smart meter data: privacy and cybersecurity research service 7-5700 ... bolster electric power...

Download Smart Meter Data: Privacy and Cybersecurity Research Service 7-5700 ... bolster electric power grid…

Post on 18-Jul-2018

212 views

Category:

Documents

0 download

Embed Size (px)

TRANSCRIPT

  • CRS Report for CongressPrepared for Members and Committees of Congress

    Smart Meter Data: Privacy and Cybersecurity

    Brandon J. Murrill Legislative Attorney

    Edward C. Liu Legislative Attorney

    Richard M. Thompson II Legislative Attorney

    February 3, 2012

    Congressional Research Service

    7-5700 www.crs.gov

    R42338

  • Smart Meter Data: Privacy and Cybersecurity

    Congressional Research Service

    Summary Fueled by stimulus funding in the American Recovery and Reinvestment Act of 2009 (ARRA), electric utilities have accelerated their deployment of smart meters to millions of homes across the United States with help from the Department of Energys Smart Grid Investment Grant program. As the meters multiply, so do issues concerning the privacy and security of the data collected by the new technology. This Advanced Metering Infrastructure (AMI) promises to increase energy efficiency, bolster electric power grid reliability, and facilitate demand response, among other benefits. However, to fulfill these ends, smart meters must record near-real time data on consumer electricity usage and transmit the data to utilities over great distances via communications networks that serve the smart grid. Detailed electricity usage data offers a window into the lives of people inside of a home by revealing what individual appliances they are using, and the transmission of the data potentially subjects this information to interception or theft by unauthorized third parties or hackers.

    Unforeseen consequences under federal law may result from the installation of smart meters and the communications technologies that accompany them. This report examines federal privacy and cybersecurity laws that may apply to consumer data collected by residential smart meters. It begins with an examination of the constitutional provisions in the Fourth Amendment that may apply to the data. As we progress into the 21st century, access to personal data, including information generated from smart meters, is a new frontier for police investigations. The Fourth Amendment generally requires police to have probable cause to search an area in which a person has a reasonable expectation of privacy. However, courts have used the third-party doctrine to deny protection to information a customer gives to a business as part of their commercial relationship. This rule is used by police to access bank records, telephone records, and traditional utility records. Nevertheless, there are several core differences between smart meters and the general third-party cases that may cause concerns about its application. These include concerns expressed by the courts and Congress about the ability of technology to potentially erode individuals privacy.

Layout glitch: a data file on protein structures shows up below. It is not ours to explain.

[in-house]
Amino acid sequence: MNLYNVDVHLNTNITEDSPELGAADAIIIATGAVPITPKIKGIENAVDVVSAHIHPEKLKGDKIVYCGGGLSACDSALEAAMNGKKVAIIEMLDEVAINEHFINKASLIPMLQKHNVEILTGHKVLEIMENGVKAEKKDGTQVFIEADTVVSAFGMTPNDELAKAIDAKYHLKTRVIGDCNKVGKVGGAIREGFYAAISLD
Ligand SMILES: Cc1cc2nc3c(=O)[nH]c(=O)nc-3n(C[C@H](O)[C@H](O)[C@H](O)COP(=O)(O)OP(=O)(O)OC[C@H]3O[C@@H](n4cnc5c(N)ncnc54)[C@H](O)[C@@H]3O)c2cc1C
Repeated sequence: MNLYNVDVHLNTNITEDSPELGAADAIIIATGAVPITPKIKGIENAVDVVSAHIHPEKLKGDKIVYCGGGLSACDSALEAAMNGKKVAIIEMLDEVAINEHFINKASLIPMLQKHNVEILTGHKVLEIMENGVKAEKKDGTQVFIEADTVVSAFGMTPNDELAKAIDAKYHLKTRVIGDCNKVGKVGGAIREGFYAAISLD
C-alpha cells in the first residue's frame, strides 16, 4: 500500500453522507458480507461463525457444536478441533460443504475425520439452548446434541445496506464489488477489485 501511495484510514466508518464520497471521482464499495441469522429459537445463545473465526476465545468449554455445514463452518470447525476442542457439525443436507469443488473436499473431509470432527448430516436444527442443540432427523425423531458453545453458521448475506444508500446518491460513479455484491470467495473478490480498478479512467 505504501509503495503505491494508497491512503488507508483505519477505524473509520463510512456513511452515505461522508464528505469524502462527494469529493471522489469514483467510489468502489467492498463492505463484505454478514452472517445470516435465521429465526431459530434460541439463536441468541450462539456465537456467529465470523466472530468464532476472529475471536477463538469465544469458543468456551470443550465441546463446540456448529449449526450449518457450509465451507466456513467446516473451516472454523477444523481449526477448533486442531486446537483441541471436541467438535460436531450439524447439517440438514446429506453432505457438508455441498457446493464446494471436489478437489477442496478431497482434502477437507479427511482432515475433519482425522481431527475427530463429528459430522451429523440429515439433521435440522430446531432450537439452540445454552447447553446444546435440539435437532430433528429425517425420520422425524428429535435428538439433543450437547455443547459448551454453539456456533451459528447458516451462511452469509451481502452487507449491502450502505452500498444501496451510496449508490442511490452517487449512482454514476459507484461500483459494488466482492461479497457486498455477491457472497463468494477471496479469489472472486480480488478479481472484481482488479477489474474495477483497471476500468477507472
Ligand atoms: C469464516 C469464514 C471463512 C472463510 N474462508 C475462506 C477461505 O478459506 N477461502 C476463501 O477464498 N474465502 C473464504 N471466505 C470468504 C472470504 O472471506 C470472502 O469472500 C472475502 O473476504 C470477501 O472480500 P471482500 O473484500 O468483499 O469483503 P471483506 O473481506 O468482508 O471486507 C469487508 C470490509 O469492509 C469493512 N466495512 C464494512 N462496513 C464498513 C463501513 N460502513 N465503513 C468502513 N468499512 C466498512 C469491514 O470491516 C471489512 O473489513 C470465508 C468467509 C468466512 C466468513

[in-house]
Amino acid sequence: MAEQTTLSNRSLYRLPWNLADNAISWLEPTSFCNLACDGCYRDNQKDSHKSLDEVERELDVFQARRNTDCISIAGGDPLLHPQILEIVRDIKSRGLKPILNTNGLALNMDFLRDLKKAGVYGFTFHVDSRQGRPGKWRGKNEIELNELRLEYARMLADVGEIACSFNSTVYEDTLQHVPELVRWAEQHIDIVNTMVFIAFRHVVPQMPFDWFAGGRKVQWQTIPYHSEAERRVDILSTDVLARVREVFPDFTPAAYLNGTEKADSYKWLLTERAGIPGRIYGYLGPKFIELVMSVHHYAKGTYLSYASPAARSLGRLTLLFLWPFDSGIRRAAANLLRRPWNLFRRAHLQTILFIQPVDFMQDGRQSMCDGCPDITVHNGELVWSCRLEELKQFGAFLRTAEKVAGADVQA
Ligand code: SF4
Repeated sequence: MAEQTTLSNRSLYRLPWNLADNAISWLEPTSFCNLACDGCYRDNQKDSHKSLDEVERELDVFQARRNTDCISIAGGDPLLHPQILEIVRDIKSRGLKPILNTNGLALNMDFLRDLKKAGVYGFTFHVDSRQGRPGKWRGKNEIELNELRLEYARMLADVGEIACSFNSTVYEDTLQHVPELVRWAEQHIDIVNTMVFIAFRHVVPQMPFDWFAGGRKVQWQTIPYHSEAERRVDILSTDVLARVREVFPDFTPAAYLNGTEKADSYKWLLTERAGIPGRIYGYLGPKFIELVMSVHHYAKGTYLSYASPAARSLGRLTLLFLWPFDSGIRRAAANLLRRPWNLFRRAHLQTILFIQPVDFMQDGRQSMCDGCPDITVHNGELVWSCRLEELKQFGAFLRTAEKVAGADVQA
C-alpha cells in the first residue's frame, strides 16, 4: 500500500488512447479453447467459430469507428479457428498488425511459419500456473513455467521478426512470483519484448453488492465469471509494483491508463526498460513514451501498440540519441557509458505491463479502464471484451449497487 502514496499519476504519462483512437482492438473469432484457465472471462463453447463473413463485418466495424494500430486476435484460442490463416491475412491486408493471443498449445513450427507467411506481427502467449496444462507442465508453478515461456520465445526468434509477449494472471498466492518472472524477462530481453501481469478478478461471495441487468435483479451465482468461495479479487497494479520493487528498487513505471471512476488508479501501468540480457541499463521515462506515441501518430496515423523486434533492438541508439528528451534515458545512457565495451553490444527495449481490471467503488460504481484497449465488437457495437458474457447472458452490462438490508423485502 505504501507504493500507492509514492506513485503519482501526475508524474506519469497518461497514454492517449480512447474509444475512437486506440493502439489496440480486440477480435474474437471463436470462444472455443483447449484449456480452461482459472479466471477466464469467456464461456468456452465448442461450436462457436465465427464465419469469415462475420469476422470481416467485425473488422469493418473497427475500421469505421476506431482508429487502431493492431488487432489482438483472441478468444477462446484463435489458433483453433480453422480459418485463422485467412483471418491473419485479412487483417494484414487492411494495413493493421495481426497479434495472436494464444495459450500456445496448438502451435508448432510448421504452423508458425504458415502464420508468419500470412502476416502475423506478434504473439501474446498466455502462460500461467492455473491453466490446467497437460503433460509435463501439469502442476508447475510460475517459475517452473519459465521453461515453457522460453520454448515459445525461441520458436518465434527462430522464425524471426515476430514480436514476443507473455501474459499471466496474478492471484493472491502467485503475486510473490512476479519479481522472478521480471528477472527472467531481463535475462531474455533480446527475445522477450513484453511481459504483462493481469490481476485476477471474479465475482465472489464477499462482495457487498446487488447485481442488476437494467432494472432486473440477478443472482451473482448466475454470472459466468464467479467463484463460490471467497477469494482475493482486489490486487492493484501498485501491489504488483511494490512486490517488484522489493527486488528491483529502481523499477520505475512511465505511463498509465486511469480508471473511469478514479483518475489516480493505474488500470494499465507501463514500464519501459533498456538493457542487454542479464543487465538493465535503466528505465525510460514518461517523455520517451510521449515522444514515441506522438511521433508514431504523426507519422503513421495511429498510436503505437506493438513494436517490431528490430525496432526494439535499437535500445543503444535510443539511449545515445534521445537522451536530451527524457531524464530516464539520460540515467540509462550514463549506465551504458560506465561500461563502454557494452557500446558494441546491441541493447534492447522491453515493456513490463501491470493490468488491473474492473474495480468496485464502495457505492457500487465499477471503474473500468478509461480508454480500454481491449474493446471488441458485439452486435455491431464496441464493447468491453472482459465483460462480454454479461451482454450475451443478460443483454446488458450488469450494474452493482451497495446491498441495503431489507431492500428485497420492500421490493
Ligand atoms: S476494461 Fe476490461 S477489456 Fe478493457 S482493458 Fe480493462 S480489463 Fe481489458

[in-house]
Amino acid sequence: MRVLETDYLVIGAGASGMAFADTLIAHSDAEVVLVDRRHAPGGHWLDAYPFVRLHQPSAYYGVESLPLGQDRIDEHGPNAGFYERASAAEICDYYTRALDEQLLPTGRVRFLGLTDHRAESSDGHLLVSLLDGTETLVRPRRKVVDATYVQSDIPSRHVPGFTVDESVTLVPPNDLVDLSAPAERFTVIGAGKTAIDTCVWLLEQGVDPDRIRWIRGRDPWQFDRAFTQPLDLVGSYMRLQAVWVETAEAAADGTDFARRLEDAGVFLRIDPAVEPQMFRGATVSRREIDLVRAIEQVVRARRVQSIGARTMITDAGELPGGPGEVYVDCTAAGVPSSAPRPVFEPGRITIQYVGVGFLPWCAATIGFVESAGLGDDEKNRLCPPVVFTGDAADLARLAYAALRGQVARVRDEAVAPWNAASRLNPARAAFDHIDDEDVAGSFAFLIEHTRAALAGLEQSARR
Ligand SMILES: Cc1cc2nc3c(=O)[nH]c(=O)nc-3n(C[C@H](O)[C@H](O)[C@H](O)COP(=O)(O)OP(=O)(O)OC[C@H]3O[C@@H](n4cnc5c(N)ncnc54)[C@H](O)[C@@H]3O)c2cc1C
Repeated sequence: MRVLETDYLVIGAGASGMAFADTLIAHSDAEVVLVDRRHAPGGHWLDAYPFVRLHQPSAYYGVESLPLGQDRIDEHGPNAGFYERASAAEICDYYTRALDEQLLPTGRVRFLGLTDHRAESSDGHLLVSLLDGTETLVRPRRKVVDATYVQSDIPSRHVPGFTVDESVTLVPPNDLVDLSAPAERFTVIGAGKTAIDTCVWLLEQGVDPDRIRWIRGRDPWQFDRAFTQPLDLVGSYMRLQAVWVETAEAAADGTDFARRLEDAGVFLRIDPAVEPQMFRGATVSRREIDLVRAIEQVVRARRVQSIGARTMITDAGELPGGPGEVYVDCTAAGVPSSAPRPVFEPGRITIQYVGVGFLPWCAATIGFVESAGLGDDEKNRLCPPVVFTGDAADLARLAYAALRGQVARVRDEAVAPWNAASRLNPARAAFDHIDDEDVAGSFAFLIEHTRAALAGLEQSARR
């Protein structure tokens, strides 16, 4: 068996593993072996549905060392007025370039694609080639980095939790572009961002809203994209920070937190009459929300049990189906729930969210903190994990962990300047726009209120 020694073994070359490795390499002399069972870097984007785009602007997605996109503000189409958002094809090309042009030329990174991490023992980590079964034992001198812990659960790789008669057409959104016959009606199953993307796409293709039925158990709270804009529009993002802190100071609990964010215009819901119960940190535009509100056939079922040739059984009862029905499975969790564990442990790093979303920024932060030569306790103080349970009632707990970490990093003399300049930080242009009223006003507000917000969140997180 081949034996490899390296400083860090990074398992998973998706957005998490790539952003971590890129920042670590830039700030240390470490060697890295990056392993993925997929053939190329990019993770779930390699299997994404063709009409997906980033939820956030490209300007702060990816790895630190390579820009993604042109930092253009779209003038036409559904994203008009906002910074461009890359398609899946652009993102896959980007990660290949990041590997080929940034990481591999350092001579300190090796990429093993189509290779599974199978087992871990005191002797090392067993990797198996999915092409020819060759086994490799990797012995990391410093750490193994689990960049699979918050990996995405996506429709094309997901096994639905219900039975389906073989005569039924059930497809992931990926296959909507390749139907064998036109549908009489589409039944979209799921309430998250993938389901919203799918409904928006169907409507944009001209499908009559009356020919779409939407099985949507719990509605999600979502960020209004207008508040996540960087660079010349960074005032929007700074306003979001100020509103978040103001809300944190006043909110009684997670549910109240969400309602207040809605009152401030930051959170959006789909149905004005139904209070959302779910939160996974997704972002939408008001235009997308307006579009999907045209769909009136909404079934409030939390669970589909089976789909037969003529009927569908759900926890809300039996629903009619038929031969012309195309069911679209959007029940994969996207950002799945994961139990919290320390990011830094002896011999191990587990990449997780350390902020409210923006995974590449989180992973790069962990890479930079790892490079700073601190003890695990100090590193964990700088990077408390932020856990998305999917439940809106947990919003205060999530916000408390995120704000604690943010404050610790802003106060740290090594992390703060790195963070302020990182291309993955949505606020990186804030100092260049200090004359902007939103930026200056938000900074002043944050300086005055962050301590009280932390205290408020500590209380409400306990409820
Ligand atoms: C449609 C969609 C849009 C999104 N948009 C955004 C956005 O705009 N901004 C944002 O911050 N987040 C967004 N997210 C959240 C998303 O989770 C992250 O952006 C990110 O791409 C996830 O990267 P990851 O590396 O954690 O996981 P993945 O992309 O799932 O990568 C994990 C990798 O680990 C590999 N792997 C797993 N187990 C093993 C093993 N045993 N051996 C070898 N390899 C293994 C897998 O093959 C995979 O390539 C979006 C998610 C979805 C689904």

If smart meter data and transmissions fall outside of the protection of the Fourth Amendment, they may still be protected from unauthorized disclosure or access under the Stored Communications Act (SCA), the Computer Fraud and Abuse Act (CFAA), and the Electronic Communications Privacy Act (ECPA). These statutes, however, would appear to permit law enforcement to access smart meter data for investigative purposes under procedures provided in the SCA, ECPA, and the Foreign Intelligence Surveillance Act (FISA), subject to certain conditions. Additionally, an electric utilitys privacy and security practices with regard to consumer data may be subject to Section 5 of the Federal Trade Commission Act (FTC Act). The Federal Trade Commission (FTC) has recently focused its consumer protection enforcement on entities that violate their privacy policies or fail to protect data from unauthorized access. This authority could apply to electric utilities in possession of smart meter data, provided that the FTC has statutory jurisdiction over them. General federal privacy safeguards provided under the Federal Privacy Act of 1974 (FPA) protect smart meter data maintained by federal agencies, including data held by federally owned electric utilities.

    A companion report from CRS focusing on policy issues associated with smart grid cybersecurity, CRS Report R41886, The Smart Grid and CybersecurityRegulatory Policy and Issues, by Richard J. Campbell, is also available.

  • Smart Meter Data: Privacy and Cybersecurity

    Congressional Research Service

    Contents Overview.......................................................................................................................................... 1 Smart Meter Data: Privacy and Security Concerns ......................................................................... 3

    Detailed Information on Household Activities .......................................................................... 3 Increased Potential for Theft or Breach of Data........................................................................ 6